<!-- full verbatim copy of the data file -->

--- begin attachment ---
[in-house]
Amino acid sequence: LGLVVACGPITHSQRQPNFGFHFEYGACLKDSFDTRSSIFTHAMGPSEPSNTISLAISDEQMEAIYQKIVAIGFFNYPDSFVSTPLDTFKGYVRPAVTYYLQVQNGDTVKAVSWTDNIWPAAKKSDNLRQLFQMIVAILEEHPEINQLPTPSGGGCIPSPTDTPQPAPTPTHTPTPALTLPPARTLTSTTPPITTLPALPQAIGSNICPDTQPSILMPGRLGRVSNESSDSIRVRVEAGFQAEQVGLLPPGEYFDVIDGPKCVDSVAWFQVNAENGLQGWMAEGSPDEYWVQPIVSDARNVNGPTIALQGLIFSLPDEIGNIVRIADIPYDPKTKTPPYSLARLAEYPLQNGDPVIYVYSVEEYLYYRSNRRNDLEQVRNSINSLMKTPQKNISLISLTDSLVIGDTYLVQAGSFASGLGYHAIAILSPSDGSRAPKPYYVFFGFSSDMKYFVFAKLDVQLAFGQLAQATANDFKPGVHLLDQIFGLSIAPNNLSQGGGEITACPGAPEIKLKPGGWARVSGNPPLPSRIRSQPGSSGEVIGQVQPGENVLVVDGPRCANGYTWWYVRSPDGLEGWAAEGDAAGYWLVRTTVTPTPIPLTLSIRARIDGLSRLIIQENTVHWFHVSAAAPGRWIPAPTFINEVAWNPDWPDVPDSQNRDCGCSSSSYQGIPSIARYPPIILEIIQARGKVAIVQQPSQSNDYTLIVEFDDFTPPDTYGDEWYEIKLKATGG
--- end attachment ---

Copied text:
[in-house]
Amino acid sequence: LGLVVACGPITHSQRQPNFGFHFEYGACLKDSFDTRSSIFTHAMGPSEPSNTISLAISDEQMEAIYQKIVAIGFFNYPDSFVSTPLDTFKGYVRPAVTYYLQVQNGDTVKAVSWTDNIWPAAKKSDNLRQLFQMIVAILEEHPEINQLPTPSGGGCIPSPTDTPQPAPTPTHTPTPALTLPPARTLTSTTPPITTLPALPQAIGSNICPDTQPSILMPGRLGRVSNESSDSIRVRVEAGFQAEQVGLLPPGEYFDVIDGPKCVDSVAWFQVNAENGLQGWMAEGSPDEYWVQPIVSDARNVNGPTIALQGLIFSLPDEIGNIVRIADIPYDPKTKTPPYSLARLAEYPLQNGDPVIYVYSVEEYLYYRSNRRNDLEQVRNSINSLMKTPQKNISLISLTDSLVIGDTYLVQAGSFASGLGYHAIAILSPSDGSRAPKPYYVFFGFSSDMKYFVFAKLDVQLAFGQLAQATANDFKPGVHLLDQIFGLSIAPNNLSQGGGEITACPGAPEIKLKPGGWARVSGNPPLPSRIRSQPGSSGEVIGQVQPGENVLVVDGPRCANGYTWWYVRSPDGLEGWAAEGDAAGYWLVRTTVTPTPIPLTLSIRARIDGLSRLIIQENTVHWFHVSAAAPGRWIPAPTFINEVAWNPDWPDVPDSQNRDCGCSSSSYQGIPSIARYPPIILEIIQARGKVAIVQQPSQSNDYTLIVEFDDFTPPDTYGDEWYEIKLKATGG